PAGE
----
SM: What do you want your life to look like in 10 years?
KW: In a coupIe of years both kids will be in school fulltime. As this happens, I want my art and garden design to be a source of sustainable income. I want my body to continue to be healthy and strong so that I can keep up with strenuous garden tasks. I want to live in Poland with my family for a year and perhaps travel back and forth regularly to continue my study of Eastern European folk traditions. I’d like my children to see how other cultures live. I’d like them to learn another language by living somewhere where English is not spoken as a first language. I’d also like to learn Polish well enough to get around easily and converse with family, friends, and others I meet on this journey. I’d like to bring our music overseas and play out while we live and travel. I want my kids to be healthy and engaged, in a kind way, with the world around them. I want to share the beauty found in this world, firsthand, with my children and others through my art, music, and work. I’d like to engage in all this over the next 10 years.
SM: What are you reading right now?
- Sapiens: A Brief History of Humankind by Yuval Noah Harari
- Picture This: The Near-Sighted Monkey Book by Lynda Barry
SM: What are your top 5 favorite blogs/online resources?
KW: I just started up my Instagram account and I’m a bit obsessed. I love posting pictures of beautiful things that I see as I go through my days. I also seek out the beauty that other people share from around the world about their lives and creative pursuits.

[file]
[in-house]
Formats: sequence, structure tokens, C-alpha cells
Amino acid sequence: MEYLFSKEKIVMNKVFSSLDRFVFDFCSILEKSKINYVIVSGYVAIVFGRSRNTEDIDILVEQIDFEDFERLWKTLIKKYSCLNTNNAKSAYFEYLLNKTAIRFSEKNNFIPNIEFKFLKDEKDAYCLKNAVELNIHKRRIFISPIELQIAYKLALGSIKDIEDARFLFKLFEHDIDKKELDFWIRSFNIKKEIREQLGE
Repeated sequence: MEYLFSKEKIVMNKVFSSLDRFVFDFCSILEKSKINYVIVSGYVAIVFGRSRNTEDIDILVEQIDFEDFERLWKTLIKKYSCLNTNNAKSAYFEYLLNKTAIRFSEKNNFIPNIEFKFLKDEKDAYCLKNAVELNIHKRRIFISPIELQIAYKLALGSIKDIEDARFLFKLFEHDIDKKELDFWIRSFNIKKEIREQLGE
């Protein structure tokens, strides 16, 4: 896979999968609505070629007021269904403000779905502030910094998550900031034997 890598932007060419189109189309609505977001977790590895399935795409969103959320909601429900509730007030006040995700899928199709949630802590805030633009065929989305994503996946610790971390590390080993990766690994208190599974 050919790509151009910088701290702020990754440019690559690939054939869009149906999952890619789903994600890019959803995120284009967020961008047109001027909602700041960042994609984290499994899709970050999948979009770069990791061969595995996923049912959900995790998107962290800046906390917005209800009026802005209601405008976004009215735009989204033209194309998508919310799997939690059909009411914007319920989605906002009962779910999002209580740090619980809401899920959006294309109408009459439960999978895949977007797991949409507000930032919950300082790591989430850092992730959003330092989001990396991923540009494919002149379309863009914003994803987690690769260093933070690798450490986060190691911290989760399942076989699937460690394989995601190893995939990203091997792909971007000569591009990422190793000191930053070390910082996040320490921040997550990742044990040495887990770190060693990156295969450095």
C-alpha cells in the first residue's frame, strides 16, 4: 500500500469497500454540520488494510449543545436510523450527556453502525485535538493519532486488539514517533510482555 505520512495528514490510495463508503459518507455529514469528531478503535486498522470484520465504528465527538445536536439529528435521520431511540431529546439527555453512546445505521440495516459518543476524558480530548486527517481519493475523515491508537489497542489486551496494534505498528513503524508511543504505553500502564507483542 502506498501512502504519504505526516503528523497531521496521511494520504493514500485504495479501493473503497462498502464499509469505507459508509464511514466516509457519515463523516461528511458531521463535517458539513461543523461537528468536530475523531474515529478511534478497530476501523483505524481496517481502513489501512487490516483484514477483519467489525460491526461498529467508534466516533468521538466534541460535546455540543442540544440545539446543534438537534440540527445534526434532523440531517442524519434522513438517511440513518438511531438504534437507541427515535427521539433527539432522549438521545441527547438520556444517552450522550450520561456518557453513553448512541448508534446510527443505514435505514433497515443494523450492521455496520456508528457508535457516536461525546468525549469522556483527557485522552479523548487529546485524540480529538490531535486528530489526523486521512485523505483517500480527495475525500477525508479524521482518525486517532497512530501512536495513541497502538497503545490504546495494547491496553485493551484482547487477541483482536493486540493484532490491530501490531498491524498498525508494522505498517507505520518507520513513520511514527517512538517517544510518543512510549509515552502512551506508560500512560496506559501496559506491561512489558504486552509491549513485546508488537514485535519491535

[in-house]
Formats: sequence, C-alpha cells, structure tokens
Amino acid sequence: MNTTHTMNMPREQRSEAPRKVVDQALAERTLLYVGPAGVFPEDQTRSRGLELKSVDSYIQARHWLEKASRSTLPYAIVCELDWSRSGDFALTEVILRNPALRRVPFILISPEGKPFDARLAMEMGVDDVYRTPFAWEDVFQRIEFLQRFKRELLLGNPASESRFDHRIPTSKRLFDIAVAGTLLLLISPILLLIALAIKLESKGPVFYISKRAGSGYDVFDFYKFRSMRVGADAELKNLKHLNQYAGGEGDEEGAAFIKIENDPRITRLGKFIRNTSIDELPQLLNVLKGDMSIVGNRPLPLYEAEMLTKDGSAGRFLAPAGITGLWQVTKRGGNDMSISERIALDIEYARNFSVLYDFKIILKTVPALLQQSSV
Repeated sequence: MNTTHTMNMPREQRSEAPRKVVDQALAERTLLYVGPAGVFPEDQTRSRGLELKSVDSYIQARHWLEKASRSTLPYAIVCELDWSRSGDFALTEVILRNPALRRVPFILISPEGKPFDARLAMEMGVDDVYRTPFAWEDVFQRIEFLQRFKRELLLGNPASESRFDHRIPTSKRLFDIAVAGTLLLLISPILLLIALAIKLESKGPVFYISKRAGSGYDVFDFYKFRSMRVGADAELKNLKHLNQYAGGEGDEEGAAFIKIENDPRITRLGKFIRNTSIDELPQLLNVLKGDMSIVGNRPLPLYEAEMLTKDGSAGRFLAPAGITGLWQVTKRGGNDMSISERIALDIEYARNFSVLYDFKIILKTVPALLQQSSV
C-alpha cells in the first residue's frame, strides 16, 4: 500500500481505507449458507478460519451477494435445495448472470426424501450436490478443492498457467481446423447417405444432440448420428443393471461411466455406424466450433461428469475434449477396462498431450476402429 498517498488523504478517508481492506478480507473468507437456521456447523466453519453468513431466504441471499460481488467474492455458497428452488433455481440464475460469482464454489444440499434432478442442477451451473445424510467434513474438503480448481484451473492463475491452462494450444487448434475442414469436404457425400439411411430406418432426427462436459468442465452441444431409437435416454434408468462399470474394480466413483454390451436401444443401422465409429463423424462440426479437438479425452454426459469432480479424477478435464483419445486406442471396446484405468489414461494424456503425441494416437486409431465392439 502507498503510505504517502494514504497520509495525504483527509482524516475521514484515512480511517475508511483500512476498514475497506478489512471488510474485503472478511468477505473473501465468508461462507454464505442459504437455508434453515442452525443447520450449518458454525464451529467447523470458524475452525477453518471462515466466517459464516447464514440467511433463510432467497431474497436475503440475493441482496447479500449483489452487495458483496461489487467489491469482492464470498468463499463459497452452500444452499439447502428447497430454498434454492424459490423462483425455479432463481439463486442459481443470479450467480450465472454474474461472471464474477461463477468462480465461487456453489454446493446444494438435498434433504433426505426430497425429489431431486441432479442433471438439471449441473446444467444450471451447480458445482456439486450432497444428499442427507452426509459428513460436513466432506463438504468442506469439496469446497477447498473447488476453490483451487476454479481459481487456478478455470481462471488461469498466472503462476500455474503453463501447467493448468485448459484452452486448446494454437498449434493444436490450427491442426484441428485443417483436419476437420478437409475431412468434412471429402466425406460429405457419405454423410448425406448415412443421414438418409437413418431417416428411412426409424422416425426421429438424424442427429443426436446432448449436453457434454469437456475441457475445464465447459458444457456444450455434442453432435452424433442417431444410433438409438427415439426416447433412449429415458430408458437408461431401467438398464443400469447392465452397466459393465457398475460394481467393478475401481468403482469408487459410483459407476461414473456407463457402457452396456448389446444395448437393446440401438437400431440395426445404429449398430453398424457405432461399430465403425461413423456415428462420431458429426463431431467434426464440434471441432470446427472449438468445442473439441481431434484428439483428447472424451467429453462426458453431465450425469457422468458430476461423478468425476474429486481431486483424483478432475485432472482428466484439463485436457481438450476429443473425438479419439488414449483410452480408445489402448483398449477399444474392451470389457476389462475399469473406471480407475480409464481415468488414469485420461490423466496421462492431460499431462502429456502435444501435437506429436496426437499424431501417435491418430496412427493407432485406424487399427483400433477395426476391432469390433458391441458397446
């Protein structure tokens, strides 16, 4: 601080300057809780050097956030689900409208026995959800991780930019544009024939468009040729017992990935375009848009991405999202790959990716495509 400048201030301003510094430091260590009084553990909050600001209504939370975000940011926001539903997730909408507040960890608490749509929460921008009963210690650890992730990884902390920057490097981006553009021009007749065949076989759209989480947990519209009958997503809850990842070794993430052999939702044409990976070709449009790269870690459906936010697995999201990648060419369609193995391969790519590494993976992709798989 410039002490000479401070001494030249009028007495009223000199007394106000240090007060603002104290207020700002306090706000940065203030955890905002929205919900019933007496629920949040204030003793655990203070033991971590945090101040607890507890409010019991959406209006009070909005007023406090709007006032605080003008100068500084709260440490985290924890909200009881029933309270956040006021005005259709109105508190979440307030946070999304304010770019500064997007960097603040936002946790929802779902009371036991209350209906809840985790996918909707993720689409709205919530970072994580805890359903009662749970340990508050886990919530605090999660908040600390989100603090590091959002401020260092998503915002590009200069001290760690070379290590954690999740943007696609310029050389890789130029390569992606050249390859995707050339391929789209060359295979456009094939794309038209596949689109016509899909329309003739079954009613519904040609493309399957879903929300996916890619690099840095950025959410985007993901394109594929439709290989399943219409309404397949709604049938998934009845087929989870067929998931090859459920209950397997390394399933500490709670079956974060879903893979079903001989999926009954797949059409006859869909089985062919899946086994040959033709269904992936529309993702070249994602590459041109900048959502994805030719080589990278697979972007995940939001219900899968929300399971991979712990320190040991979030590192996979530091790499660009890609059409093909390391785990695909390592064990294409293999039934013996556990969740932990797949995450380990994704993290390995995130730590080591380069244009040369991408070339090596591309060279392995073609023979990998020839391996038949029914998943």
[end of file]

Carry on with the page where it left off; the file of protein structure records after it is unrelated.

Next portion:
I have a complicated relationship with Facebook. I love and hate it. Facebook is great for keeping in touch, even if superficially, with family and friends near and far as well as social and cultural events. I use it as a tool for posting my own events. I hate Facebook because it sucks me in and I can easily waste time. Facebook can really feed the things I find so ugly about our contemporary world. I must be mindful of what I read and post. I don’t want to feed my fears on Facebook’s extreme negativity and polarization.
I used to blog regularly and follow other blogs on Blogspot. I miss it and the relationships I made with fellow creatives around the world. Since my daughter was born, I no longer regularly write posts and read those of others. I have a “Musings” page on my website and think about writing more regularly there. Instagram feels like a shorthand version of what I experienced when I blogged, and is more doable with the time I have available.
SM: What do you wish you’d known a decade ago?
KW: I wish I’d had more confidence and believed in my artistic desires, pursuits, and abilities 10 — heck, 20 — years ago! As a young adult, I put other people’s ideas, projects, and dreams before my own. In my 20s I was not super clear on what I wanted. I’ve been working on music and performing regularly with Radio Free Earth since I married my husband 16 years ago. I taught art, continued adult painting classes here and there, and never gave up on learning about and making art as a young adult, although I didn’t know then that one day my art would become a business. Luckily when I was 34-35 years old I was able to sort out some things for myself, get clear on my artistic vision, and begin to more deeply pursue art and creativity. This happened right before I had children. In a way, my creative self was born through maturing, preparing for, creating, and giving birth to my own children. When I look back on the last 20 years I see that I’ve been on a creative path all along. Everything that happened and that I chose was and is part of the evolution of becoming. This is the path I continue to walk. I’m not there yet and I still have a lot of work I want to do.